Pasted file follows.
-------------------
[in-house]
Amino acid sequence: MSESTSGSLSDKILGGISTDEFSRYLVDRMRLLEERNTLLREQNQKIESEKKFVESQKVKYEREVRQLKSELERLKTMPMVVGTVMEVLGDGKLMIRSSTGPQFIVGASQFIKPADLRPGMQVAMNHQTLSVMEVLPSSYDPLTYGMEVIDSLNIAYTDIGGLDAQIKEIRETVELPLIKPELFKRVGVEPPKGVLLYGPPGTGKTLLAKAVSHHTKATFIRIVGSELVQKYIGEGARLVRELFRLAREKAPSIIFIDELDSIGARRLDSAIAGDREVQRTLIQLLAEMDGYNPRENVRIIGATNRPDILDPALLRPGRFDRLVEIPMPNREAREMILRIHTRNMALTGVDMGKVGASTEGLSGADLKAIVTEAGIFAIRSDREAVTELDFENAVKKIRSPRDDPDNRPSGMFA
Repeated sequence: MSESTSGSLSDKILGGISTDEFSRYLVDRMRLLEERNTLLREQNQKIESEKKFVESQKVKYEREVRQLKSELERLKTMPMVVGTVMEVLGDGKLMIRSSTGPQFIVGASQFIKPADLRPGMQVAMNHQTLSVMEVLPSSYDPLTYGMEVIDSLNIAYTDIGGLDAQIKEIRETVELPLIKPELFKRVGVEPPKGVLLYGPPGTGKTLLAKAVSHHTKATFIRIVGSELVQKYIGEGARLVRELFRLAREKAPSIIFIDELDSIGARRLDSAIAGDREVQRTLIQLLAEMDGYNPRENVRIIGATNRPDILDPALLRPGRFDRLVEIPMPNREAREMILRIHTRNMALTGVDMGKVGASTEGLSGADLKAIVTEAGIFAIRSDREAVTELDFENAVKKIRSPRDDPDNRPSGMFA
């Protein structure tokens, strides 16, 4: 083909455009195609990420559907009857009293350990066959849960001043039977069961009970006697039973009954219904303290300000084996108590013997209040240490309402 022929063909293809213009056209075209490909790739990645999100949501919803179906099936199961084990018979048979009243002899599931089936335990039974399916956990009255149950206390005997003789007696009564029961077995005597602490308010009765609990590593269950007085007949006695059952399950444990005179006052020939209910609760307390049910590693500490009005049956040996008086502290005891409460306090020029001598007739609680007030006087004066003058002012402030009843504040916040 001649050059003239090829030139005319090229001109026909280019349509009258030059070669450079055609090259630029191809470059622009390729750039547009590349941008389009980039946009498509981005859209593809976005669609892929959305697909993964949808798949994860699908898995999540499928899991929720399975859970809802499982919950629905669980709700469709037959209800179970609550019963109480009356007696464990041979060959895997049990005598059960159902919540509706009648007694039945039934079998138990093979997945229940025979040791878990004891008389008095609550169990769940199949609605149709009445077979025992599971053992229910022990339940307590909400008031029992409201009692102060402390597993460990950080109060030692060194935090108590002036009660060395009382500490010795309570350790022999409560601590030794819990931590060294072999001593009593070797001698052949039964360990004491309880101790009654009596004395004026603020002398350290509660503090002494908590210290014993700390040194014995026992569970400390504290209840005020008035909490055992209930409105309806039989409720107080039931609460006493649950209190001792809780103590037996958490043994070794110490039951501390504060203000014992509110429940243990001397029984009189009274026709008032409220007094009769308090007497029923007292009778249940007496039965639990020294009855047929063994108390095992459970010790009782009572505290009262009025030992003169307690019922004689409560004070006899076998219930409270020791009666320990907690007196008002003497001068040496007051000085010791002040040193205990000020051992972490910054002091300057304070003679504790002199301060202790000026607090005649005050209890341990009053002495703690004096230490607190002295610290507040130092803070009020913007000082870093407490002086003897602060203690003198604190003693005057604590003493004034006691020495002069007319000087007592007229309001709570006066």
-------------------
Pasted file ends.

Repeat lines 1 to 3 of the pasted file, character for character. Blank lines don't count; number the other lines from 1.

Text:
[in-house]
Amino acid sequence: MSESTSGSLSDKILGGISTDEFSRYLVDRMRLLEERNTLLREQNQKIESEKKFVESQKVKYEREVRQLKSELERLKTMPMVVGTVMEVLGDGKLMIRSSTGPQFIVGASQFIKPADLRPGMQVAMNHQTLSVMEVLPSSYDPLTYGMEVIDSLNIAYTDIGGLDAQIKEIRETVELPLIKPELFKRVGVEPPKGVLLYGPPGTGKTLLAKAVSHHTKATFIRIVGSELVQKYIGEGARLVRELFRLAREKAPSIIFIDELDSIGARRLDSAIAGDREVQRTLIQLLAEMDGYNPRENVRIIGATNRPDILDPALLRPGRFDRLVEIPMPNREAREMILRIHTRNMALTGVDMGKVGASTEGLSGADLKAIVTEAGIFAIRSDREAVTELDFENAVKKIRSPRDDPDNRPSGMFA
Repeated sequence: MSESTSGSLSDKILGGISTDEFSRYLVDRMRLLEERNTLLREQNQKIESEKKFVESQKVKYEREVRQLKSELERLKTMPMVVGTVMEVLGDGKLMIRSSTGPQFIVGASQFIKPADLRPGMQVAMNHQTLSVMEVLPSSYDPLTYGMEVIDSLNIAYTDIGGLDAQIKEIRETVELPLIKPELFKRVGVEPPKGVLLYGPPGTGKTLLAKAVSHHTKATFIRIVGSELVQKYIGEGARLVRELFRLAREKAPSIIFIDELDSIGARRLDSAIAGDREVQRTLIQLLAEMDGYNPRENVRIIGATNRPDILDPALLRPGRFDRLVEIPMPNREAREMILRIHTRNMALTGVDMGKVGASTEGLSGADLKAIVTEAGIFAIRSDREAVTELDFENAVKKIRSPRDDPDNRPSGMFA